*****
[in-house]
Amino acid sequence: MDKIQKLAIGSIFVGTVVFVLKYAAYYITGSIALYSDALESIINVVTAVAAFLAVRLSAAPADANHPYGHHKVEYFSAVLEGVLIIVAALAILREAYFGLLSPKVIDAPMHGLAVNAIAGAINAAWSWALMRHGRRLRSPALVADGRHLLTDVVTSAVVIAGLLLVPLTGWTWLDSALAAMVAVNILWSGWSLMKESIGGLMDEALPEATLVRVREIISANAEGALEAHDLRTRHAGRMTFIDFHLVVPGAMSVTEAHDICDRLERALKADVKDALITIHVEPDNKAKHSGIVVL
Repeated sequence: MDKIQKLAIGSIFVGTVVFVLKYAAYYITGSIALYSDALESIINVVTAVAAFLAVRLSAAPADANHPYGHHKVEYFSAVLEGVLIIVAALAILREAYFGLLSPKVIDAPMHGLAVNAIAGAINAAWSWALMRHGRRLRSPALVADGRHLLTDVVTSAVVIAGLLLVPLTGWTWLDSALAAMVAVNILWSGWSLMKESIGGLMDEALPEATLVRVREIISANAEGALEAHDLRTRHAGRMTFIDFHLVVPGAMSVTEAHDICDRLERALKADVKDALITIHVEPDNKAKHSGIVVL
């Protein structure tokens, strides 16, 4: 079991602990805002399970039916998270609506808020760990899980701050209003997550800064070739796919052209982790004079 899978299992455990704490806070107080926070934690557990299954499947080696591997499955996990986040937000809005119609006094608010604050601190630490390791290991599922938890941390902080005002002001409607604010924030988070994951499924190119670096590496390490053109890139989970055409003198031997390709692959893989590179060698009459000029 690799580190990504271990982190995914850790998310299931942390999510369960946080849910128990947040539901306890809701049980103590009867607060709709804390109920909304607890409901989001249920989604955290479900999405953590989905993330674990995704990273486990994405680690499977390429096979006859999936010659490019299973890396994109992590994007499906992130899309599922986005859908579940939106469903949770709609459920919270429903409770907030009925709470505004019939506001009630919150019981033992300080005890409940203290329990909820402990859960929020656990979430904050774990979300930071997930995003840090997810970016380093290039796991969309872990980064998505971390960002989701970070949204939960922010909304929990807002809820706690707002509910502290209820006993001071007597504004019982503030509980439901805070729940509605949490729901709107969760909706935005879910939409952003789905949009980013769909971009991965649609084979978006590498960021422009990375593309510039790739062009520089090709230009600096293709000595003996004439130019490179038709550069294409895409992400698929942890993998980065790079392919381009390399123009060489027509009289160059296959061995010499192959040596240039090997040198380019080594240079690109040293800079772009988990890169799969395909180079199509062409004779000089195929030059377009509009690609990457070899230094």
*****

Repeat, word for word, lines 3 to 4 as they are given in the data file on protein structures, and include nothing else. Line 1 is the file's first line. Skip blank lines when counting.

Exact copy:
Repeated sequence: MDKIQKLAIGSIFVGTVVFVLKYAAYYITGSIALYSDALESIINVVTAVAAFLAVRLSAAPADANHPYGHHKVEYFSAVLEGVLIIVAALAILREAYFGLLSPKVIDAPMHGLAVNAIAGAINAAWSWALMRHGRRLRSPALVADGRHLLTDVVTSAVVIAGLLLVPLTGWTWLDSALAAMVAVNILWSGWSLMKESIGGLMDEALPEATLVRVREIISANAEGALEAHDLRTRHAGRMTFIDFHLVVPGAMSVTEAHDICDRLERALKADVKDALITIHVEPDNKAKHSGIVVL
């Protein structure tokens, strides 16, 4: 079991602990805002399970039916998270609506808020760990899980701050209003997550800064070739796919052209982790004079 899978299992455990704490806070107080926070934690557990299954499947080696591997499955996990986040937000809005119609006094608010604050601190630490390791290991599922938890941390902080005002002001409607604010924030988070994951499924190119670096590496390490053109890139989970055409003198031997390709692959893989590179060698009459000029 690799580190990504271990982190995914850790998310299931942390999510369960946080849910128990947040539901306890809701049980103590009867607060709709804390109920909304607890409901989001249920989604955290479900999405953590989905993330674990995704990273486990994405680690499977390429096979006859999936010659490019299973890396994109992590994007499906992130899309599922986005859908579940939106469903949770709609459920919270429903409770907030009925709470505004019939506001009630919150019981033992300080005890409940203290329990909820402990859960929020656990979430904050774990979300930071997930995003840090997810970016380093290039796991969309872990980064998505971390960002989701970070949204939960922010909304929990807002809820706690707002509910502290209820006993001071007597504004019982503030509980439901805070729940509605949490729901709107969760909706935005879910939409952003789905949009980013769909971009991965649609084979978006590498960021422009990375593309510039790739062009520089090709230009600096293709000595003996004439130019490179038709550069294409895409992400698929942890993998980065790079392919381009390399123009060489027509009289160059296959061995010499192959040596240039090997040198380019080594240079690109040293800079772009988990890169799969395909180079199509062409004779000089195929030059377009509009690609990457070899230094």